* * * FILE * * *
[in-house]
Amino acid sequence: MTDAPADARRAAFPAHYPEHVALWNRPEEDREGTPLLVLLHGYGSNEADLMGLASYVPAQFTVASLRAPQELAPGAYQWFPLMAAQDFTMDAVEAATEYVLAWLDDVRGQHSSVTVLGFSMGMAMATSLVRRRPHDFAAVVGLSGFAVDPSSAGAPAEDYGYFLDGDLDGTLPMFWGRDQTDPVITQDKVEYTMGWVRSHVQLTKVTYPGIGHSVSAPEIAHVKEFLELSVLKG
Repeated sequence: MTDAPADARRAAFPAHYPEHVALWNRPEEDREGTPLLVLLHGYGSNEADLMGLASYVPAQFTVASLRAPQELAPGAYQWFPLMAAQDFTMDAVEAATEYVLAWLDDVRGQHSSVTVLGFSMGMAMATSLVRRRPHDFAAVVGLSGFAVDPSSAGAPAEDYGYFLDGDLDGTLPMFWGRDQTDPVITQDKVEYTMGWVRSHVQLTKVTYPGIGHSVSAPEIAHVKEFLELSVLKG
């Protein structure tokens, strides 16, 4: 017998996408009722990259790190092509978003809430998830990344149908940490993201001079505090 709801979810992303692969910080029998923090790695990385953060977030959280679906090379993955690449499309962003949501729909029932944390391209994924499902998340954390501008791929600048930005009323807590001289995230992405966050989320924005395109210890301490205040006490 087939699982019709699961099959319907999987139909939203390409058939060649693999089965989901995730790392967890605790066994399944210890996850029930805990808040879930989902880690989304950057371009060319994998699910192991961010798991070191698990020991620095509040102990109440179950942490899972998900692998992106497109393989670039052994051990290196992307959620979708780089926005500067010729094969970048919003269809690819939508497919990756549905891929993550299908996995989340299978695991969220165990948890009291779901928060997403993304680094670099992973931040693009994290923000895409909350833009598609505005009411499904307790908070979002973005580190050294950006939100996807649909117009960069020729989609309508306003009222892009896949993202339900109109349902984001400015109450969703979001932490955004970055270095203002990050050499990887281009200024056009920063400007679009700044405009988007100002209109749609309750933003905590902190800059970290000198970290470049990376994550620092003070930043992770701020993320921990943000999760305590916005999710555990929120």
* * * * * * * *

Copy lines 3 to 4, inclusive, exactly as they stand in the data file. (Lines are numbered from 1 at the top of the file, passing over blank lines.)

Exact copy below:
Repeated sequence: MTDAPADARRAAFPAHYPEHVALWNRPEEDREGTPLLVLLHGYGSNEADLMGLASYVPAQFTVASLRAPQELAPGAYQWFPLMAAQDFTMDAVEAATEYVLAWLDDVRGQHSSVTVLGFSMGMAMATSLVRRRPHDFAAVVGLSGFAVDPSSAGAPAEDYGYFLDGDLDGTLPMFWGRDQTDPVITQDKVEYTMGWVRSHVQLTKVTYPGIGHSVSAPEIAHVKEFLELSVLKG
């Protein structure tokens, strides 16, 4: 017998996408009722990259790190092509978003809430998830990344149908940490993201001079505090 709801979810992303692969910080029998923090790695990385953060977030959280679906090379993955690449499309962003949501729909029932944390391209994924499902998340954390501008791929600048930005009323807590001289995230992405966050989320924005395109210890301490205040006490 087939699982019709699961099959319907999987139909939203390409058939060649693999089965989901995730790392967890605790066994399944210890996850029930805990808040879930989902880690989304950057371009060319994998699910192991961010798991070191698990020991620095509040102990109440179950942490899972998900692998992106497109393989670039052994051990290196992307959620979708780089926005500067010729094969970048919003269809690819939508497919990756549905891929993550299908996995989340299978695991969220165990948890009291779901928060997403993304680094670099992973931040693009994290923000895409909350833009598609505005009411499904307790908070979002973005580190050294950006939100996807649909117009960069020729989609309508306003009222892009896949993202339900109109349902984001400015109450969703979001932490955004970055270095203002990050050499990887281009200024056009920063400007679009700044405009988007100002209109749609309750933003905590902190800059970290000198970290470049990376994550620092003070930043992770701020993320921990943000999760305590916005999710555990929120």